Control of the sharkskin instability in the extrusion of polymer melts using induced temperature gradients

Miller, Erik and Rothstein, Jonathan P. (2004) Control of the sharkskin instability in the extrusion of polymer melts using induced temperature gradients. Rheologica Acta, 44 2: 160-173. doi:10.1007/s00397-004-0393-4

Author Miller, Erik
Rothstein, Jonathan P.
Title Control of the sharkskin instability in the extrusion of polymer melts using induced temperature gradients
Journal name Rheologica Acta   Check publisher's open access policy
ISSN 0035-4511
Publication date 2004-12-01
Sub-type Article (original research)
DOI 10.1007/s00397-004-0393-4
Open Access Status DOI
Volume 44
Issue 2
Start page 160
End page 173
Total pages 14
Place of publication Darmstadt, West Germany
Publisher Springer
Language eng
Subject 090408 Rheology
Abstract The extrusion of polymer melts is often rate limited by the onset of an elastic surface instability known as sharkskin. Appearance of these surface distortions is generally unacceptable for commercial applications. The desire to forestall the onset of sharkskin to higher output rates has motivated a considerable amount of research to characterize the nature of the instability. In this manuscript, we will present a series of detailed experiments using a custom fabricated extruder and die. By incorporating thermal breaks and precise localized temperature control of the die and barrel, predetermined temperature gradients could be induced across the extrudate. Polymers are typically very poor thermal conductors, and therefore the effects of heating or cooling from a boundary can be designed to only affect the properties of the extrudate very close to the die wall. We will present data correlating the amplitude and frequency of the sharkskin instability to the bulk and die surface temperature as well as the shear rates. The result is a quantitative processing map that characterizes the instability and demonstrates that by modifying the rheology of the polymeric fluid very near the die exit corner, it is possible to suppress or control the sharkskin instability through isolated die heating or cooling. By reformulating our data into Weissenberg and Deborah numbers using the relaxation time evaluated at the wall temperature, we demonstrate that the sharkskin surface instability is dependent only on flow kinematics and viscometric properties of the fluid very near the die wall, a result of the stress singularity present at the die exit, and independent of bulk fluid properties. This technique could conceivably increase the profitability of extrusion processes and be extended to develop precisely-controlled sharkskin for designing specific functionality into extruded surfaces.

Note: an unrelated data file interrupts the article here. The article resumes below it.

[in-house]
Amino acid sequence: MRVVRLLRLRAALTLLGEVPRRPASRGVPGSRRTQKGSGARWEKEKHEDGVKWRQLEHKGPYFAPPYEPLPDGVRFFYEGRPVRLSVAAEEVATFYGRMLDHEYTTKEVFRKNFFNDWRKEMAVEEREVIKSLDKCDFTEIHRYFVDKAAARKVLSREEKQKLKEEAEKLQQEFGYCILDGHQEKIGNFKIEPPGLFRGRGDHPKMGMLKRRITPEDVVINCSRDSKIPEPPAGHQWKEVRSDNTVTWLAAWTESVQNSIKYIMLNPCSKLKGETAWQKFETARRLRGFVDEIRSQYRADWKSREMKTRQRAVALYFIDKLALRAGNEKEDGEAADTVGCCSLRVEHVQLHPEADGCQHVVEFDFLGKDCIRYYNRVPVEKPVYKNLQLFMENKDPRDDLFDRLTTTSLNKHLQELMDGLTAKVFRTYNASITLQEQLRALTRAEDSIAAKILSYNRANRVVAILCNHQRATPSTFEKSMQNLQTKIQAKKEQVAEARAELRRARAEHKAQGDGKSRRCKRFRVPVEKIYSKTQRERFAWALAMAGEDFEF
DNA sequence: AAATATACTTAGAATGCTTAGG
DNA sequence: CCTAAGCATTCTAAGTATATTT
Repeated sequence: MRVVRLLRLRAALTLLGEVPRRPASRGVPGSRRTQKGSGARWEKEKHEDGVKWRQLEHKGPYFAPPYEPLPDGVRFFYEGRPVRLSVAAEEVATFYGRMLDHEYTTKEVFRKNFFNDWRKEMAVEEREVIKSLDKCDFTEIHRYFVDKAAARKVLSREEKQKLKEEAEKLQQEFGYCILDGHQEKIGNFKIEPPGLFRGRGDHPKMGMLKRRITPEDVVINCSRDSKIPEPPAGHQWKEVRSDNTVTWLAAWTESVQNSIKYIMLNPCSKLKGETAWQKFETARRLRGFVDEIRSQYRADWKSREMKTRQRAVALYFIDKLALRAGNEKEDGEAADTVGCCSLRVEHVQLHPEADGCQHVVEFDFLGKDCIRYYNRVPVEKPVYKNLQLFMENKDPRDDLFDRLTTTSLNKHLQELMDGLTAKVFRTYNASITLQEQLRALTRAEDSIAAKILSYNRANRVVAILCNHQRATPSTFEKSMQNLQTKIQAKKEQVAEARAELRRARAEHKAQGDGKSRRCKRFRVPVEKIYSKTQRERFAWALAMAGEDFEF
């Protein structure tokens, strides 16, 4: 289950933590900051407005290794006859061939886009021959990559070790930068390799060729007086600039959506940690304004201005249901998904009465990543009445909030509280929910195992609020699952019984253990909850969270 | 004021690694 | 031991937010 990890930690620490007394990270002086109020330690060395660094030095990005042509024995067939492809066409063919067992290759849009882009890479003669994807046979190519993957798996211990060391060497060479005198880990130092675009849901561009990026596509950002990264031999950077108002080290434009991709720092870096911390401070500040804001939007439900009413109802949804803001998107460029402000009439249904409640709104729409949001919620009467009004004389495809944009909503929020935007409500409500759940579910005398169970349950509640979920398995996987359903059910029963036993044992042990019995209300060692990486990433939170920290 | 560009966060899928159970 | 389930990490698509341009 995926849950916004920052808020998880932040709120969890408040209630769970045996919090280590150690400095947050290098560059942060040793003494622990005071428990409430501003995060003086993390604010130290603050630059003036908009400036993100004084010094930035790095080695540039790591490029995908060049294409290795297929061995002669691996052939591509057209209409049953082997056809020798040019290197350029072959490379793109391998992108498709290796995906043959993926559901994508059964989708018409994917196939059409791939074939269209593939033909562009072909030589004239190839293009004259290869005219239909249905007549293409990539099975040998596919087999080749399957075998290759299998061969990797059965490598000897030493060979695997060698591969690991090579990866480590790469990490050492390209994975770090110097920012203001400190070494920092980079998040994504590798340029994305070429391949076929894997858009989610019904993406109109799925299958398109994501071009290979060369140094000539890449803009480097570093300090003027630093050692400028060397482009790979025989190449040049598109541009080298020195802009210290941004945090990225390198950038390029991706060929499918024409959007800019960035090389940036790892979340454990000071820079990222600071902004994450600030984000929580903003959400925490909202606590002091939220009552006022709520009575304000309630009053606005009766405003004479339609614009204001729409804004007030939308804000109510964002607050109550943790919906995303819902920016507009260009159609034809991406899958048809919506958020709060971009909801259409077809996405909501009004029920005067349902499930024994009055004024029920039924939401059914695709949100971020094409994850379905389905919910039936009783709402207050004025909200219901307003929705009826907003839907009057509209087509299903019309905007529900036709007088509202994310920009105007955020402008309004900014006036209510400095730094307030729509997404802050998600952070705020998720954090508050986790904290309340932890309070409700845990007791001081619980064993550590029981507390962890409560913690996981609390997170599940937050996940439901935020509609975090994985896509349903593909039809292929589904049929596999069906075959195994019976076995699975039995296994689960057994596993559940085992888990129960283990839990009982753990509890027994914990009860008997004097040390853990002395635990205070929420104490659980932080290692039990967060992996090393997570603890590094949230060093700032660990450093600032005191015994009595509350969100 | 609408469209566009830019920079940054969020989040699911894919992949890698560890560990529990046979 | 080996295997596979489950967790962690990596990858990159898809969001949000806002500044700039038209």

Keyword Polyethylene extrusion
Surface instability
Quantitative characterization
Q-Index Code C1
Q-Index Status Provisional Code
Institutional Status Unknown

Document type: Journal Article
Sub-type: Article (original research)
Collections: Excellence in Research Australia (ERA) - Collection
Australian Institute for Bioengineering and Nanotechnology Publications
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